So, comparing bus versus rail in this case, for 1/5 of the capital cost, you move 9 times more people at a slightly lower operating cost per passenger. If this is how, as the story maintains, a community “does light rail right,” what does “light rail wrong” look like? Just asking…

  7. visualingual says:

    Aaron, I’ve been to Columbus, IN several times. On one visit with a friend, we got to the North Christian Church just as the organist did as well. He let us explore the space while he rehearsed; it was absolutely magical. It’s an incredible structure, inside and out, and the acoustics are spectacular as well.

  8. Wad says:

    Ken, you’re begging the question, not asking it.

    Here are the 2008 data for Charlotte’s CATS on the National Transit Database:

    Charlotte has gotten its light rail operating costs in line with its bus operating costs. CATS, overall, has the problem of relatively high costs and relatively low transit usage for both buses and light rail.

    Its bus operating cost is $101 an hour, and a CATS bus moves about 24 passengers. Its light rail cost is higher but somewhat similar to buses: $310 an hour and a productivity of about 74 passengers. Light rail’s costs are three times higher, but then again, LYNX is also three times more productive than a bus. It’s per-boarding costs are merely two cents apart $4.18 for bus vs. $4.20 for rail.

    LYNX’s per-passenger mile expenses have become lower, at 73 cents a mile versus 85 cents a mile for bus.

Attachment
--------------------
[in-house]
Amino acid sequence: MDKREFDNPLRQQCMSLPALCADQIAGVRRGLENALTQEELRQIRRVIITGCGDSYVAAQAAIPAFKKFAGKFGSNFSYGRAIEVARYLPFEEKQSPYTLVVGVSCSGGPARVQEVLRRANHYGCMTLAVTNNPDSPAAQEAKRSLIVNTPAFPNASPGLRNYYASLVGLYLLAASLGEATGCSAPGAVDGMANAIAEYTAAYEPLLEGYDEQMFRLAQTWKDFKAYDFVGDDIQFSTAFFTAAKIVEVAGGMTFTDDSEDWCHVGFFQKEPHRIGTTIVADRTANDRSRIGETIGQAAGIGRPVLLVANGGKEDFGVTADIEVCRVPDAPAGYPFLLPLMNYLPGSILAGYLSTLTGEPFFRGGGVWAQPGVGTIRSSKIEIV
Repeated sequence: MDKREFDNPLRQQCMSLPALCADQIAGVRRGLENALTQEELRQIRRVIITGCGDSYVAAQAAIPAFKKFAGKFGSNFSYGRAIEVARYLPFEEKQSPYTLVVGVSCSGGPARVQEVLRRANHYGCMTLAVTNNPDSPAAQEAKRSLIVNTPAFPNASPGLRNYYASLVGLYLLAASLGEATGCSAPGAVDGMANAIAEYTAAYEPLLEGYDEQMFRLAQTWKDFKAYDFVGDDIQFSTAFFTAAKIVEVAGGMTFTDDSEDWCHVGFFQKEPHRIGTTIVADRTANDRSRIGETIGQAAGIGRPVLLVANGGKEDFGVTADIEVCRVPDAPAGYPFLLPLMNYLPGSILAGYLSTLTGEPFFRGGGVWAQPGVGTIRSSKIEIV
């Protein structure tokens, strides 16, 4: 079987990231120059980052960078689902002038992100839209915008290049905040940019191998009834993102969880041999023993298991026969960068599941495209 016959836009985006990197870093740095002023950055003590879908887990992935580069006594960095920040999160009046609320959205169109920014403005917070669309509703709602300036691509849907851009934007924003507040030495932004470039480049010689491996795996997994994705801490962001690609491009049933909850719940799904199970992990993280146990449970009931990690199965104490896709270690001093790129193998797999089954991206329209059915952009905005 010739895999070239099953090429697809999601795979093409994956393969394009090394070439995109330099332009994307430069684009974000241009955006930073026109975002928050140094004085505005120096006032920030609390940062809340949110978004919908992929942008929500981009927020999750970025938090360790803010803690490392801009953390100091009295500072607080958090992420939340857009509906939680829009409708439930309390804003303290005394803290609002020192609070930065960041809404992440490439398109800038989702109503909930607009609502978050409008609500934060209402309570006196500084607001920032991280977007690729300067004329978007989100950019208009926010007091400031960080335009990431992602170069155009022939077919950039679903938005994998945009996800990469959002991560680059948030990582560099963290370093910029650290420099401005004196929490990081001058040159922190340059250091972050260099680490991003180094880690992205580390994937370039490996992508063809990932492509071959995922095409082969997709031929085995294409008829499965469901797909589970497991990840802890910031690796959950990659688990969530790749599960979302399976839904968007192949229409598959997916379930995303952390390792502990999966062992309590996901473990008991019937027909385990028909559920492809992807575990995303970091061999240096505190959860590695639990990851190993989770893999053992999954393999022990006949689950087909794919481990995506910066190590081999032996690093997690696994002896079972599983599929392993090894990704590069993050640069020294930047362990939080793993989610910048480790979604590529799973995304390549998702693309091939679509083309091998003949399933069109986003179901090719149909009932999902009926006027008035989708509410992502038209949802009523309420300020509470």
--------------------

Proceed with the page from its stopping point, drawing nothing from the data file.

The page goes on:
At 17,000 boardings, LYNX has already accounted for 20% of its boardings while only being just a small percentage of total system mileage. Anything that happens to LYNX will impact a fifth of Charlotte’s transit riders.

    Also, you have to remember that capital costs (especially at the federal level) are not fungible. CATS doesn’t have the discretion to forgo light rail to expand its bus system. It either has to build LYNX or give up the money so another city with a New Starts-eligible line can build its train system.

    One thing Charlotte did right was the way it built up its transit base. The local tax that allowed for the building of LYNX also put a lot of money into expanding its bus fleet. Charlotte got both a new light rail line and more buses. It wasn’t an either/or decision.

    By the way, if you want to know what “light rail wrong” looks like, here’s .

    That’s San Jose, the bottom of the barrel for light rail.

  9. Wad says:

    Matt, sometimes the government can do a great job in parking management.

    California’s smaller cities have their heads in the right place when it comes to the parking issue. One of the leaders is San Luis Obispo. Here is its parking division: .